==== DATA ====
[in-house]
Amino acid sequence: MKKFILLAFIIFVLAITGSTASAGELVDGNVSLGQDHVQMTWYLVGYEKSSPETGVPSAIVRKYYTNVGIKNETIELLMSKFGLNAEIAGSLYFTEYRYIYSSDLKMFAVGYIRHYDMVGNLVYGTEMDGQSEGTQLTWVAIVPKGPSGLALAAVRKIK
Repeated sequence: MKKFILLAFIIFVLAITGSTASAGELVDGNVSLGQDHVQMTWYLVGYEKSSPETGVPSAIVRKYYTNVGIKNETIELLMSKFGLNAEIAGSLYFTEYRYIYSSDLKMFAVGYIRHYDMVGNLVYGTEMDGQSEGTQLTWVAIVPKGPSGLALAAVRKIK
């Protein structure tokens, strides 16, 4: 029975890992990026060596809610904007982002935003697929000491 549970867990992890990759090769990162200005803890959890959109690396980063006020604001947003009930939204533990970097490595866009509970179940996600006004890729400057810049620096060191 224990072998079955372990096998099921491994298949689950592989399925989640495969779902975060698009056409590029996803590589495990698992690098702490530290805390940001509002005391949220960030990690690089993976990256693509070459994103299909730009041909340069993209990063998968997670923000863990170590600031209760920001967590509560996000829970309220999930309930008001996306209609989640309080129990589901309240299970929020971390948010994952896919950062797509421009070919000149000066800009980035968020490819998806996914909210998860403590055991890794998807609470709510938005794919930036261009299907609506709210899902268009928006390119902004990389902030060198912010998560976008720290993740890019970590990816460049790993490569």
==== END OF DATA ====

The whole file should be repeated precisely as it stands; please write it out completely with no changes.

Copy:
[in-house]
Amino acid sequence: MKKFILLAFIIFVLAITGSTASAGELVDGNVSLGQDHVQMTWYLVGYEKSSPETGVPSAIVRKYYTNVGIKNETIELLMSKFGLNAEIAGSLYFTEYRYIYSSDLKMFAVGYIRHYDMVGNLVYGTEMDGQSEGTQLTWVAIVPKGPSGLALAAVRKIK
Repeated sequence: MKKFILLAFIIFVLAITGSTASAGELVDGNVSLGQDHVQMTWYLVGYEKSSPETGVPSAIVRKYYTNVGIKNETIELLMSKFGLNAEIAGSLYFTEYRYIYSSDLKMFAVGYIRHYDMVGNLVYGTEMDGQSEGTQLTWVAIVPKGPSGLALAAVRKIK
């Protein structure tokens, strides 16, 4: 029975890992990026060596809610904007982002935003697929000491 549970867990992890990759090769990162200005803890959890959109690396980063006020604001947003009930939204533990970097490595866009509970179940996600006004890729400057810049620096060191 224990072998079955372990096998099921491994298949689950592989399925989640495969779902975060698009056409590029996803590589495990698992690098702490530290805390940001509002005391949220960030990690690089993976990256693509070459994103299909730009041909340069993209990063998968997670923000863990170590600031209760920001967590509560996000829970309220999930309930008001996306209609989640309080129990589901309240299970929020971390948010994952896919950062797509421009070919000149000066800009980035968020490819998806996914909210998860403590055991890794998807609470709510938005794919930036261009299907609506709210899902268009928006390119902004990389902030060198912010998560976008720290993740890019970590990816460049790993490569």